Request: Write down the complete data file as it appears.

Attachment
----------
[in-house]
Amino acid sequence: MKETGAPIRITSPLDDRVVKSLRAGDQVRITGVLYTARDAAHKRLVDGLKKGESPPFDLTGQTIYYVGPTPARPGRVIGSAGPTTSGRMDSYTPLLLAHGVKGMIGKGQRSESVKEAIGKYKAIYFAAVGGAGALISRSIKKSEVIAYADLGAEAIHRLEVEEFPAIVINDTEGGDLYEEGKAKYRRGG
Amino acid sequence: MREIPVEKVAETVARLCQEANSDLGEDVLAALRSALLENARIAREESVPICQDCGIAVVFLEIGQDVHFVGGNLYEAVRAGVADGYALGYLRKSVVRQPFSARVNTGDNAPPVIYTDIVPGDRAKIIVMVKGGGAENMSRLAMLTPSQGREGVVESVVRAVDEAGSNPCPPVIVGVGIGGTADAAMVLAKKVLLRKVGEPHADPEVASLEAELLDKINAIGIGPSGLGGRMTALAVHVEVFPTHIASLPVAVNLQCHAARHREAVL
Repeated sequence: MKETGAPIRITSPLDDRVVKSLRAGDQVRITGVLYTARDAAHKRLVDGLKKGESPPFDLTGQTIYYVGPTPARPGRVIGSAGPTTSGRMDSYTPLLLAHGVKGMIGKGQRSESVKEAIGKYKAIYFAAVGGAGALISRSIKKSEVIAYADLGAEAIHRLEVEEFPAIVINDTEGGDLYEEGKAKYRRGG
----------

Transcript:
[in-house]
Amino acid sequence: MKETGAPIRITSPLDDRVVKSLRAGDQVRITGVLYTARDAAHKRLVDGLKKGESPPFDLTGQTIYYVGPTPARPGRVIGSAGPTTSGRMDSYTPLLLAHGVKGMIGKGQRSESVKEAIGKYKAIYFAAVGGAGALISRSIKKSEVIAYADLGAEAIHRLEVEEFPAIVINDTEGGDLYEEGKAKYRRGG
Amino acid sequence: MREIPVEKVAETVARLCQEANSDLGEDVLAALRSALLENARIAREESVPICQDCGIAVVFLEIGQDVHFVGGNLYEAVRAGVADGYALGYLRKSVVRQPFSARVNTGDNAPPVIYTDIVPGDRAKIIVMVKGGGAENMSRLAMLTPSQGREGVVESVVRAVDEAGSNPCPPVIVGVGIGGTADAAMVLAKKVLLRKVGEPHADPEVASLEAELLDKINAIGIGPSGLGGRMTALAVHVEVFPTHIASLPVAVNLQCHAARHREAVL
Repeated sequence: MKETGAPIRITSPLDDRVVKSLRAGDQVRITGVLYTARDAAHKRLVDGLKKGESPPFDLTGQTIYYVGPTPARPGRVIGSAGPTTSGRMDSYTPLLLAHGVKGMIGKGQRSESVKEAIGKYKAIYFAAVGGAGALISRSIKKSEVIAYADLGAEAIHRLEVEEFPAIVINDTEGGDLYEEGKAKYRRGG